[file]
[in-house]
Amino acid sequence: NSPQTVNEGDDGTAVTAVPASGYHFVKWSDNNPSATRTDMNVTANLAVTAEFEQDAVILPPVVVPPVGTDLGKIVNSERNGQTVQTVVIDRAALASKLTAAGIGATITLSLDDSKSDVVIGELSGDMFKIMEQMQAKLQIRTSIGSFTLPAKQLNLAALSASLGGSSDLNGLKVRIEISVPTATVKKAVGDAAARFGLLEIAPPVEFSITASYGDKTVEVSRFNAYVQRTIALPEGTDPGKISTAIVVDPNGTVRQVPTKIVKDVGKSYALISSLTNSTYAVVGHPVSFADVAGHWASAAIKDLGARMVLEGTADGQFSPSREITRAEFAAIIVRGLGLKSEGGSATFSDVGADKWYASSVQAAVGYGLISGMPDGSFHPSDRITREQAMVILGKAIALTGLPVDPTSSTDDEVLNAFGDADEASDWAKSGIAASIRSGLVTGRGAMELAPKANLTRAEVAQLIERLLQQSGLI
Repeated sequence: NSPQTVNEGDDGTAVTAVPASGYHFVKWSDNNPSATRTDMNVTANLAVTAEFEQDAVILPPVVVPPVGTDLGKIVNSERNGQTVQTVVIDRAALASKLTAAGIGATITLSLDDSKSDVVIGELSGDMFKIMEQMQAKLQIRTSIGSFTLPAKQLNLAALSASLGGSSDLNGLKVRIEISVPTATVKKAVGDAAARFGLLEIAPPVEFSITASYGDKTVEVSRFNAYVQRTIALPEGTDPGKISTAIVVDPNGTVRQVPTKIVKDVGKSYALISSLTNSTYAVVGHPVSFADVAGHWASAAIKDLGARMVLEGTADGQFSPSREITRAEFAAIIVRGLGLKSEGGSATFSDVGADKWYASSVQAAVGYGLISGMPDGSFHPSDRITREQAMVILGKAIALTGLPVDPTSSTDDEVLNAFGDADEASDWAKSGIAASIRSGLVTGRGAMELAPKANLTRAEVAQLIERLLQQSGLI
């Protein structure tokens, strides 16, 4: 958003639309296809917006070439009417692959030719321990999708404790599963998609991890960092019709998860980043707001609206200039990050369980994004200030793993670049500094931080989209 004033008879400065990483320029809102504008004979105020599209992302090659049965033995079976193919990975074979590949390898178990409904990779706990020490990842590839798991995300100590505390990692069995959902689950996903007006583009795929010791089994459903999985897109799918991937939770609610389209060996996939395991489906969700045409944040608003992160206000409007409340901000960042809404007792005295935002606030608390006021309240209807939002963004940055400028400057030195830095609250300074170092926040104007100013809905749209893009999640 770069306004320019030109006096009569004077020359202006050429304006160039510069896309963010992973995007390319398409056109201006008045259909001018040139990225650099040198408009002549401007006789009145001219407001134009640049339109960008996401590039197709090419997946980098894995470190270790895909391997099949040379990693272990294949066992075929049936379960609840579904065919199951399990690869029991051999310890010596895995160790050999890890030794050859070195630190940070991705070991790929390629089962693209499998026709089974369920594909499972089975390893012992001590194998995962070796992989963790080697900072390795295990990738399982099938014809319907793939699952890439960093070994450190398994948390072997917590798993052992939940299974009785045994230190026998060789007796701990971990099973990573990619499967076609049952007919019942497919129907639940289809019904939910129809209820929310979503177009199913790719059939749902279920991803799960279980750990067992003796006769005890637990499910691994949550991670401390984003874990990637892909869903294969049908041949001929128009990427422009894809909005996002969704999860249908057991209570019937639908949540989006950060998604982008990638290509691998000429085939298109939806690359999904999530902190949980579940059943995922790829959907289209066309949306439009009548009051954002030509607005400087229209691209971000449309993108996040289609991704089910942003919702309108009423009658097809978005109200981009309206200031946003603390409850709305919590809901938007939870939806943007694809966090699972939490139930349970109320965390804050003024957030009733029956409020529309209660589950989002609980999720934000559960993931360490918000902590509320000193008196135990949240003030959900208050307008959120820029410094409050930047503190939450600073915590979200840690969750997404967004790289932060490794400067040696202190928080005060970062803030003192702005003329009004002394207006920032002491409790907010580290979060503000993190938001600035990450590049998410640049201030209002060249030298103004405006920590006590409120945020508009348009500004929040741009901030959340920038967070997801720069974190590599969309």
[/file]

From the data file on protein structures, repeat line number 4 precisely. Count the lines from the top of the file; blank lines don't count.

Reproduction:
């Protein structure tokens, strides 16, 4: 958003639309296809917006070439009417692959030719321990999708404790599963998609991890960092019709998860980043707001609206200039990050369980994004200030793993670049500094931080989209 004033008879400065990483320029809102504008004979105020599209992302090659049965033995079976193919990975074979590949390898178990409904990779706990020490990842590839798991995300100590505390990692069995959902689950996903007006583009795929010791089994459903999985897109799918991937939770609610389209060996996939395991489906969700045409944040608003992160206000409007409340901000960042809404007792005295935002606030608390006021309240209807939002963004940055400028400057030195830095609250300074170092926040104007100013809905749209893009999640 770069306004320019030109006096009569004077020359202006050429304006160039510069896309963010992973995007390319398409056109201006008045259909001018040139990225650099040198408009002549401007006789009145001219407001134009640049339109960008996401590039197709090419997946980098894995470190270790895909391997099949040379990693272990294949066992075929049936379960609840579904065919199951399990690869029991051999310890010596895995160790050999890890030794050859070195630190940070991705070991790929390629089962693209499998026709089974369920594909499972089975390893012992001590194998995962070796992989963790080697900072390795295990990738399982099938014809319907793939699952890439960093070994450190398994948390072997917590798993052992939940299974009785045994230190026998060789007796701990971990099973990573990619499967076609049952007919019942497919129907639940289809019904939910129809209820929310979503177009199913790719059939749902279920991803799960279980750990067992003796006769005890637990499910691994949550991670401390984003874990990637892909869903294969049908041949001929128009990427422009894809909005996002969704999860249908057991209570019937639908949540989006950060998604982008990638290509691998000429085939298109939806690359999904999530902190949980579940059943995922790829959907289209066309949306439009009548009051954002030509607005400087229209691209971000449309993108996040289609991704089910942003919702309108009423009658097809978005109200981009309206200031946003603390409850709305919590809901938007939870939806943007694809966090699972939490139930349970109320965390804050003024957030009733029956409020529309209660589950989002609980999720934000559960993931360490918000902590509320000193008196135990949240003030959900208050307008959120820029410094409050930047503190939450600073915590979200840690969750997404967004790289932060490794400067040696202190928080005060970062803030003192702005003329009004002394207006920032002491409790907010580290979060503000993190938001600035990450590049998410640049201030209002060249030298103004405006920590006590409120945020508009348009500004929040741009901030959340920038967070997801720069974190590599969309």